YAK-130 military airplane jew fighter 311 R.
(photo credit: REUTERS/Sergei Karpukhin)
Following failed efforts to argue and persuade, the Americans seem to be taking
a new approach – trying to undermine Israel’s confidence in its military
A report in The New York Times on Monday was aimed at doing
just that – showing Israel how difficult a strike would be and explaining that
if possible regional fallout is not enough of a deterrent against attacking
Iran, a military failure should be.
The problem is that something might
be getting lost in translation between Jerusalem and Washington when it comes to
Israel’s goals in launching such a strike. Israel does not pretend it has the
resources to obliterate Iran’s nuclear facilities – something the US could
probably do – or to ensure that the Islamic regime would never build a bomb in
Instead, what Israel has claimed over the years is that it
could delay the Iranian program, which Chairman of the Joint Chiefs of Staff,
Gen. Martin Dempsey, said he thought Israel could do in his CNN interview on
One IDF general has called such an attack a “bridge loan,” in
reference to the type of bank loan many home-buyers take to close on a property.
It would set the army back a few years – but probably not much more.
is mainly because Iran has already mastered the technology, and even if Israel
causes significant damage to a number of key facilities in the
nuclear-production line, it is just a matter of time before Iran makes the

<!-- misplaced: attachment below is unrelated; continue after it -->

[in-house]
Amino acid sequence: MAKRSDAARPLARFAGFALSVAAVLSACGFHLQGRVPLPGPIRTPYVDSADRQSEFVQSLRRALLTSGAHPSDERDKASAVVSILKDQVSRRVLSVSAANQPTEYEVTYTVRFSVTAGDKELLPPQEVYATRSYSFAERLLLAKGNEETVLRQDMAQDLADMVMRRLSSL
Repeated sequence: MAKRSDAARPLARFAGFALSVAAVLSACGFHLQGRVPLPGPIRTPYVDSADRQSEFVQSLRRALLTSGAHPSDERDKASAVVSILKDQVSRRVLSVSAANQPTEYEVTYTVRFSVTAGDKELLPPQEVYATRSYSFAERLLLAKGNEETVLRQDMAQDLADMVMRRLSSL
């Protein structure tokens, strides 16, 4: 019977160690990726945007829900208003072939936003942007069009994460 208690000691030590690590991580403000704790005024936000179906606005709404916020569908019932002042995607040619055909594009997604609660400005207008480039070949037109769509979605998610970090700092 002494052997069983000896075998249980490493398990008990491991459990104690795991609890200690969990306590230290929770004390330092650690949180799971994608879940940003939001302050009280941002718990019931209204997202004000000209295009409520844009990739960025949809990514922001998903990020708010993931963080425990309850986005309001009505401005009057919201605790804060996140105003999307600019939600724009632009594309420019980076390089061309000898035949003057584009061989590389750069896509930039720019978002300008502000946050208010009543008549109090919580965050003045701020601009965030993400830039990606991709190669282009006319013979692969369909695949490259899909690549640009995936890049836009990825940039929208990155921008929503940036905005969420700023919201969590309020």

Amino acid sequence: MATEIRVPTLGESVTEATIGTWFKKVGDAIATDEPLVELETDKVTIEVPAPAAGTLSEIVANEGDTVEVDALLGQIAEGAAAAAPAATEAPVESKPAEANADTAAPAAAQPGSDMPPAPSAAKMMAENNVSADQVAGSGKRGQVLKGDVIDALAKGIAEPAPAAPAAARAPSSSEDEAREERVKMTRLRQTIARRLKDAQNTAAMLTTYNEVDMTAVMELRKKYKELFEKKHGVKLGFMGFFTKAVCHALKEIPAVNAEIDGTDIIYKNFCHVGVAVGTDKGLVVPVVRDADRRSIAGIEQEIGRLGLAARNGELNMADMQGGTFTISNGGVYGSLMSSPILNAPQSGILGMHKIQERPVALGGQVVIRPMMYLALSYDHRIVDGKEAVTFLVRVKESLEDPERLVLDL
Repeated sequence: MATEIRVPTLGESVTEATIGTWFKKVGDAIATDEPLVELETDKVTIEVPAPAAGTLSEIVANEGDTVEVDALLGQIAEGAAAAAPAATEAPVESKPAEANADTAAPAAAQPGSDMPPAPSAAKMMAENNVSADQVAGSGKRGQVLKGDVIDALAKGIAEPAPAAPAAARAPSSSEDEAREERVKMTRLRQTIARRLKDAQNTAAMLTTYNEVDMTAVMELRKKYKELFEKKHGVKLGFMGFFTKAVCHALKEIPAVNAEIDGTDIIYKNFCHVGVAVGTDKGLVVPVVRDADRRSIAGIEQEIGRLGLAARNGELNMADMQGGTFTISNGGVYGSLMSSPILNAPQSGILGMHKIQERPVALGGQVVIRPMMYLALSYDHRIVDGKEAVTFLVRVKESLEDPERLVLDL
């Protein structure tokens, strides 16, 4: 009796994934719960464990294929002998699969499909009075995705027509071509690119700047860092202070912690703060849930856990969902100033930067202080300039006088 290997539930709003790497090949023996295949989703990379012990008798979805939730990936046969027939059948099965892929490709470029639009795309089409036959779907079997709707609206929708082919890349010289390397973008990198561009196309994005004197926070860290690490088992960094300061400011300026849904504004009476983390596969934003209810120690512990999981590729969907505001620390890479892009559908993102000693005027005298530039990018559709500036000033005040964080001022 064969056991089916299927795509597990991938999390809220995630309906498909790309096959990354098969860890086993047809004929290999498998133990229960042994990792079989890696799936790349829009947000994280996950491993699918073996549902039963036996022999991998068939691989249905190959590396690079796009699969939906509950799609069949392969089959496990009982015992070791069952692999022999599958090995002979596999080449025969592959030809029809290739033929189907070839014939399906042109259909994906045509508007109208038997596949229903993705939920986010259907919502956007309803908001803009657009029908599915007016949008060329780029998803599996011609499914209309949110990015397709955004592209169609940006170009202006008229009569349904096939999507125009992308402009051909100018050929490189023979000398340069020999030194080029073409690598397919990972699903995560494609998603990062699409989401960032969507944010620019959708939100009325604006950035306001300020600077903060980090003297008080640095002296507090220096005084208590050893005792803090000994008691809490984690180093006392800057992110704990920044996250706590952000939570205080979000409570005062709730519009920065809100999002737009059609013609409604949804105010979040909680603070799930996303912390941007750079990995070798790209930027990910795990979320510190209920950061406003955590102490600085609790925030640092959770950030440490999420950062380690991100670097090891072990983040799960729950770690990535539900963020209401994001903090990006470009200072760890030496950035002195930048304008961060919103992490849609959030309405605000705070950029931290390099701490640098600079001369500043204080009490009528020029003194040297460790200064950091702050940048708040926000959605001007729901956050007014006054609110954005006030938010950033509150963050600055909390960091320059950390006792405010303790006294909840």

necessary repairs to get the facilities up and running again.
question is whether this will be enough. Some assessments have claimed that if
Israel bombs Isfahan, Natanz and the other Iranian nuclear facilities, it would
solidify the regime, rally the people behind the ayatollahs and postpone the
possibility of a regime change for years.
Speaking in Jerusalem on Monday
at the Conference of Presidents of Major American Jewish Organizations, Prof.
David Menashri, one of Israel’s leading experts on Iran, said it would
ultimately depend on how surgical Israel would be in its strike.
strikes are just against the facilities and succeed without major domestic
fallout, the Iranian people will not be overly disturbed, Menashri said. If
there is a “mess,” this will not be the case.
Working with this
assessment, some Israeli defense officials have raised the possibility that
after the initial strike, Israel would need to attack Iran again in a few years
to ensure that the program is not rebuilt.
Other officials have referred
to the debates that led up to the 1981 bombing of the Osirak reactor outside of
Baghdad. Then too, there were elements within the defense establishment –
particularly from the Mossad – who claimed that the strike was pointless because
Saddam Hussein would just rebuild the reactor and obtain a weapon.
however, never happened.
In their talks with Israeli officials, the
Americans refer to a strike against Iran as something so horrific and
destabilizing for the region that it is questionable if a delay of just one, two
or three years is worth it. There is no question that Israel probably cannot do
Ultimately, there are three major questions Israeli military
planners need to ask themselves before embarking on such an
First, can the Israel Air Force’s F-15s and F-16s fly to where
they need to go with the appropriate munitions? Second, will they be able to
overcome Iran’s air force and air defense systems? And third, will they be able
to penetrate the facilities, some of which – like Fordow and Natanz – have been
built deep underground? For now, the positive aspect of the increased dialogue
between Israel and the US on the Iranian issue might mean that there is also
This would be a step in the right direction,
since even if Israel attacks Iran without American assistance, a diplomatic
process would need to be in place to end the ensuing war and hopefully prevent
Iran from rebuilding its facilities.
The US would be the likely candidate
to lead such a process.
If Israel were, however, to attack Iran against
US President Barack Obama’s wishes, the US might not be there to fill that role.